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To complete the 3D off-axis viewing tests described in my previous post, I drove to a local Best Buy store on Sunday, June 27. The actual store will remain anonymous, but is located near a major shopping mall and down the street from other big box retailers.

I figured they’d have at least one Samsung and one Panasonic 3D TV demo set up and running. However, what I found when I got there just left me shaking my head in disgust.

The Samsung 3D TV demo was set up at the edge of the Magnolia sub-store, and featured their top-of-the-line UN55C9000 LED-backlight 3D LCD TV. Best Buy had it on sale for $6,299 and the demo was running a clip from Monsters vs. Aliens from Samsung’s BD-C6900 3D Blu-ray player. A comfy couch rounded out the picture.

The demo was running nicely, except that only one pair of Samsung 3D glasses was available for viewing, and it was tethered via a long cable to a stand behind the couch. That didn’t work out so well for the four people standing there when I arrived – we were all jockeying for the same pair of glasses.

Over in the Best Buy TV aisles, I found Panasonic’s TC-P50VT20 50-inch 3D plasma on an end-of-aisle shelf with not much room around it to watch the 3D demo, and no place to sit. It was on sale for $2,199. Next to the TV was a locked plexiglass box with two pairs of Panasonic active shutter glasses, and I had to hunt down a sales associate to open the box so I could squat on my knees (not too comfortable) and watch a 3D travelogue of Rome.

What caught my eye below the Panasonic plasma was an advertised special for Samsung’s BD-C6900 Blu-ray player, even though Panasonic’s BDT-350 was clearly running the show. No one seemed to be paying any attention to this discrepancy until I pointed it out to the sales associate who procured my glasses. He then quickly yanked the sign, but didn’t replace it with another. Nor was there any mention of the specially-priced Panasonic  3D TV, glasses, and Blu-ray player ‘bundle’ to be found.

Well, that doesn't look right...

Around the corner, there was another small theater set up, this time showcasing a Samsung 46-inch 3D LCD TV (I didn’t check to see which model). It, too, was running clips from Monsters vs. Aliens in 3D…except that the clips weren’t in 3D, they were 2D.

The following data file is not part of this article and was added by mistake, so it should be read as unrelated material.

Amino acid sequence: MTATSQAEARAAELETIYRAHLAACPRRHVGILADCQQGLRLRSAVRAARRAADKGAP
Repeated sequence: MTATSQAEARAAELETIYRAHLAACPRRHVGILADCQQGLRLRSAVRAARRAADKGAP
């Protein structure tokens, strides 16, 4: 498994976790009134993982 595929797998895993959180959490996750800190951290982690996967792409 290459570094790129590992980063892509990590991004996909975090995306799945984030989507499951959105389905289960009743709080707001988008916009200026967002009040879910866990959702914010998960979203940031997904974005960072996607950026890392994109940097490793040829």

The fellow sitting on the leather couch behind me, watching through a pair of Samsung 3D glasses, seemed blissfully unaware of this fact until I mentioned it. I watched him fidget with the glasses for almost five minutes until I finally tipped him off, after which he tossed them on the couch and walked away in disgust, muttering “…I wondered why it didn’t look like 3D.”

I wandered back over to the Magnolia section, where a Panasonic 65-inch plasma was running a variety of HD video clips and advertising (of all things) Mitsubishi’s Laser VUE rear-projection TVs. (Wonder how Panasonic feels about that?) I was searching for the last 3D demo in the store – a Panasonic  TC-P50VT25 plasma set hanging on the wall.

Well, I found it, except that there were no 3D glasses available for viewing. But that didn’t matter as it turned out, because the TV was only showing 2D coverage of the World Cup. The irony of this was the empty Panasonic stand positioned in front of the TV with a placard that said, “You have to experience TV in 3D!” and exhorted me to try on a pair of 3D glasses to get the full Panasonic 3D experience. OK, so where were the glasses, exactly? And where was ESPN’s 3D World Cup video feed? Who dropped the ball here? (Sorry, bad pun…)

All in all, it was a pretty lame exhibition of 3D by Best Buy. Demo #1 had but a single pair of glasses available, while demo #2 was set up in a crowded area where no one could watch and you needed to pick a lock to get at the glasses. Demo #3 wasn’t even showing 3D content in the first place, and demo #4 was completely missing in action.

So…tell me, how is a consumer supposed to make an educated 3D TV buying decision under these circumstances?

Posted by Pete Putman, June 28, 2010 7:47 AM

About Pete Putman

Peter Putman is the president of ROAM Consulting L.L.C. His company provides training, marketing communications, and product testing/development services to manufacturers, dealers, and end-users of displays, display interfaces, and related products.

Pete edits and publishes HDTVexpert.com, a Web blog focused on digital TV, HDTV, and display technologies. He is also a columnist for Pro AV magazine, the leading trade publication for commercial AV systems integrators.